I also happen to want the recipient to like it.  Color is so much of the experience of wearing something.  I’ve never met her. I can only guess what she’ll think of it.

I could, theoretically, simply dunk it in water with dye stirred in and it would take up the dye. However, without any simmering heat, it wouldn’t be dyefast–can you imagine her wearing, say, a white cashmere sweater and getting caught in the rain or even, for goodness sake, sneezing! and having dye run permanently down that sweater from her scarf?  Or on her winter coat?  So you see that if I dye it, I have to go through the whole process no matter what it might do to that qiviut.

Grayish brown it is, then.

16 Comments so far
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Don’t forget though, that dyed qiviut is available. Windy Valley Musk Ox (, where I got mine (at Stitches, several years ago) has lots of colors. I say, go ahead and overdye it!

Comment by Kathy in San Jose 05.04.10 @ 11:44 pm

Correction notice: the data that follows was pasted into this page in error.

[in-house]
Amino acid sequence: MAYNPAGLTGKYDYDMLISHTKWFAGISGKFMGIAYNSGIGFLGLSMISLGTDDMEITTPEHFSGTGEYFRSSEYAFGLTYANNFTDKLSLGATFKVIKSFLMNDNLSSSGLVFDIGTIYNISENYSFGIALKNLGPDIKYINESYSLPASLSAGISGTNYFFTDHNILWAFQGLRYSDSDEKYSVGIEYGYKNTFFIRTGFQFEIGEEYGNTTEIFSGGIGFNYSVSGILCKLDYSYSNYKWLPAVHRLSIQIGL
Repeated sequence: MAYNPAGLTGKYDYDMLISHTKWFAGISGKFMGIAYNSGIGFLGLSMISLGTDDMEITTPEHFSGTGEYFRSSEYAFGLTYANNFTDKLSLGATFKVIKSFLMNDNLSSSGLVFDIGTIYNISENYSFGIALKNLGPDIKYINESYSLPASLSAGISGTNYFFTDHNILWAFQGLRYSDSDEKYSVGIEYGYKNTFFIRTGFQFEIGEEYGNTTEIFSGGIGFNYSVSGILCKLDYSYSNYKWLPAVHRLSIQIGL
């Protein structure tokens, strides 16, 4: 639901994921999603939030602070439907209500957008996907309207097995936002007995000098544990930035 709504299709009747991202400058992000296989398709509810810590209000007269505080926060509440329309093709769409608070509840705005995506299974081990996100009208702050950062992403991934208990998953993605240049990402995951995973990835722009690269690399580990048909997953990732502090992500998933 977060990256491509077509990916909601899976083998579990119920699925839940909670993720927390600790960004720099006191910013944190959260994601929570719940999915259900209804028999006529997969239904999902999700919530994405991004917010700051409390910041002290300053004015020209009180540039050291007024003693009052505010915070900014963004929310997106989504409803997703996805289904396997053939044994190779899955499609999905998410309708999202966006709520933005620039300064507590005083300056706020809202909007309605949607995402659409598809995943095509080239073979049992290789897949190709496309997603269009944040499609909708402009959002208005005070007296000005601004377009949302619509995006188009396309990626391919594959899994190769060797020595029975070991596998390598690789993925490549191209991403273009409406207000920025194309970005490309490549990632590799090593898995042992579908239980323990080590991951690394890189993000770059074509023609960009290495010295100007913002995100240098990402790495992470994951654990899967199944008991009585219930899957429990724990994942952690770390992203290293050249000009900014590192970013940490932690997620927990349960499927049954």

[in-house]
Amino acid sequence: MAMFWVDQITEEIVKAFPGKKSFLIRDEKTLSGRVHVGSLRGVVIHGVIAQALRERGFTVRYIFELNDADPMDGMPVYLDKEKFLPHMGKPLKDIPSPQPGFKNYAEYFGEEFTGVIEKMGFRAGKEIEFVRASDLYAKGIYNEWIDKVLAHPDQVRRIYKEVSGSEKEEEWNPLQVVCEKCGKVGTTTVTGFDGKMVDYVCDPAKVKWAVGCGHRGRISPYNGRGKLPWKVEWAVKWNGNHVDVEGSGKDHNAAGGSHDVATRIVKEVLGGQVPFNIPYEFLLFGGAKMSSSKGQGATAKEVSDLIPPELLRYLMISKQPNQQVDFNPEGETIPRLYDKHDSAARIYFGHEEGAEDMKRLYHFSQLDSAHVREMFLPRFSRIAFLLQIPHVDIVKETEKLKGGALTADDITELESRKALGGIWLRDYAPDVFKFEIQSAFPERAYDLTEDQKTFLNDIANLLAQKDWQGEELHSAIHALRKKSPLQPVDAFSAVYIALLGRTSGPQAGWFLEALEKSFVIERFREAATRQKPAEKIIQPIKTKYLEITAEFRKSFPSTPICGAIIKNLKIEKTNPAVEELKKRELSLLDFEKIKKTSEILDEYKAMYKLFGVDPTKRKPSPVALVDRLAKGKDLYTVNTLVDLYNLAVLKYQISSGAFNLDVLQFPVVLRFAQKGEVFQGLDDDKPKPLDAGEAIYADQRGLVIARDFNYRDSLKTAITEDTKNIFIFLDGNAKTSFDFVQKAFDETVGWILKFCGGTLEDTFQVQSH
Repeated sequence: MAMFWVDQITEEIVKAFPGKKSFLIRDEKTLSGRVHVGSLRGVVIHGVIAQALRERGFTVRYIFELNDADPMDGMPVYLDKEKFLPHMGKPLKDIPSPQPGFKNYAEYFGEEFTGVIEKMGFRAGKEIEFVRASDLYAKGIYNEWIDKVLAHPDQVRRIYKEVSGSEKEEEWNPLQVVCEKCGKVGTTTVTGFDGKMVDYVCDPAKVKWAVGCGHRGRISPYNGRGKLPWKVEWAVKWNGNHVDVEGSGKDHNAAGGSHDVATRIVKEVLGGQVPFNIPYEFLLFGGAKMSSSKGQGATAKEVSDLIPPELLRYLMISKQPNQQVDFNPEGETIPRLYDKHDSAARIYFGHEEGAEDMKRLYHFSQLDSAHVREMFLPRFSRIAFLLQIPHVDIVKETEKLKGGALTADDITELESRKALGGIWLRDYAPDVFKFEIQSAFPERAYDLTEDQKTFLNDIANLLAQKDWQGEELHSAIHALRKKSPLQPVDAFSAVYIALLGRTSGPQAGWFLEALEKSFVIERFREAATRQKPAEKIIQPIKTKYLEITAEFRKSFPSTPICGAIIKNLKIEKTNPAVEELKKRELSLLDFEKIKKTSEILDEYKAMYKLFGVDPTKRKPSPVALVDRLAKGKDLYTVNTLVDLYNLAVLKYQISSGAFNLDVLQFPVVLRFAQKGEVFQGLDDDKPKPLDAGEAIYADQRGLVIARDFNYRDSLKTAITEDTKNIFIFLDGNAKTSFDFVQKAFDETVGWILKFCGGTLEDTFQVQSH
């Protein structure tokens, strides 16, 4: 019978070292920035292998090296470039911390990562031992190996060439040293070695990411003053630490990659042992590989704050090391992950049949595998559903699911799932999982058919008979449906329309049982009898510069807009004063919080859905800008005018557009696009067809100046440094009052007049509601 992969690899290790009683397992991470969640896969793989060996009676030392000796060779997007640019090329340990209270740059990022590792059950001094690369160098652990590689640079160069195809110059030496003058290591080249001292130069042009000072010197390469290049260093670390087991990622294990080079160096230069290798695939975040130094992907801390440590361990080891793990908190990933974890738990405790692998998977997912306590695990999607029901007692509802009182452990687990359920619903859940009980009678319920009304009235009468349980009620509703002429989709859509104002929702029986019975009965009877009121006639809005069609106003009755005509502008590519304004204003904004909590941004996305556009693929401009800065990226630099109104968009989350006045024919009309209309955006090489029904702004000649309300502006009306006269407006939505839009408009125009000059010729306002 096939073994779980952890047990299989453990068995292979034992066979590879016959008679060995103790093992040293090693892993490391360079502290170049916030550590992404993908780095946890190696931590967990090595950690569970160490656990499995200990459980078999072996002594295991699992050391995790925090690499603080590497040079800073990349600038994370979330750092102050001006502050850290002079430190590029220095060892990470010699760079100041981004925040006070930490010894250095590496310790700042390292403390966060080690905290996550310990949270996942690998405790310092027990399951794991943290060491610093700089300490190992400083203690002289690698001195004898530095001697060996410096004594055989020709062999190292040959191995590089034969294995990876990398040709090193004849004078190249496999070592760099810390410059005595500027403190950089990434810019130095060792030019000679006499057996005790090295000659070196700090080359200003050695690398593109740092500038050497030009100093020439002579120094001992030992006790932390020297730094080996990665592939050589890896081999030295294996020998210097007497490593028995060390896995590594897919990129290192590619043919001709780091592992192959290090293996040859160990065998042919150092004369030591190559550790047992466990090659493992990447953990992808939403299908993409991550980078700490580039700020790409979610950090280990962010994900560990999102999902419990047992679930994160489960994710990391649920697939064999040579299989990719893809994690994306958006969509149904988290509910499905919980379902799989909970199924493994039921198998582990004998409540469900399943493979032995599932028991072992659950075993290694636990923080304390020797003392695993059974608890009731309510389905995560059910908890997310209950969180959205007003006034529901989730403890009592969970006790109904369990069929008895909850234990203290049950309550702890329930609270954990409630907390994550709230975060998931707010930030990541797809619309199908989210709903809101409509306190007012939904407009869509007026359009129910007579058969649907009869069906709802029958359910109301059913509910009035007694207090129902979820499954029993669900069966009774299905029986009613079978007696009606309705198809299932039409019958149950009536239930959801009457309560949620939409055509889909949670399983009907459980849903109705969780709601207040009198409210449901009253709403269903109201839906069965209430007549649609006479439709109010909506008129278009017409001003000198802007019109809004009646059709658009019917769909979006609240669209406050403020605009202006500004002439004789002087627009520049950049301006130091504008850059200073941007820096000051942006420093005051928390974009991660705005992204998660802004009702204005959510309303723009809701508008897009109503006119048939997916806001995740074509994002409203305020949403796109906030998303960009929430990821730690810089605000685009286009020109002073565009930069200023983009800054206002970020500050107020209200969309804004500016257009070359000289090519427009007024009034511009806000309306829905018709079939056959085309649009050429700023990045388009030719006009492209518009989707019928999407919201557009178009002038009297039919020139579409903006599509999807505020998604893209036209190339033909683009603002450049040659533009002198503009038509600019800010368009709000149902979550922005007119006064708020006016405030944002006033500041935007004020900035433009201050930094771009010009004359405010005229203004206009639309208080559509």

What a generous thought and caring gesture that was to give your favorite flower to this woman!

Another proof that was comes around, goes around, huh?

Comment by Suzanne in Montreal 05.05.10 @ 5:12 am

I think it is a lovely neutral, sure to go with just about anything! It also has enough brown-grey in it that I could wear it next to my face, and I’m very pale…

What a beautiful blossom and bud! Flowers really do make the world a better place.

Comment by Channon 05.05.10 @ 5:45 am

It’s not a method I’ve tried, but I’ve read about sun dying. Put your item and your desired dye into a gallon glass container and set out in the sun until the item has absorbed the dye. Then wash and rinse as needed.

It seems a very gentle method.

Comment by Robbyn 05.05.10 @ 6:22 am

it’s beautiful! such a soft delicate pattern for the soft yarn


Comment by Bev 05.05.10 @ 6:51 am

May I raise my hand on the side of leaving it the natural color? Grayish brown is a lovely neutral, and would look awesome with fall and winter colors.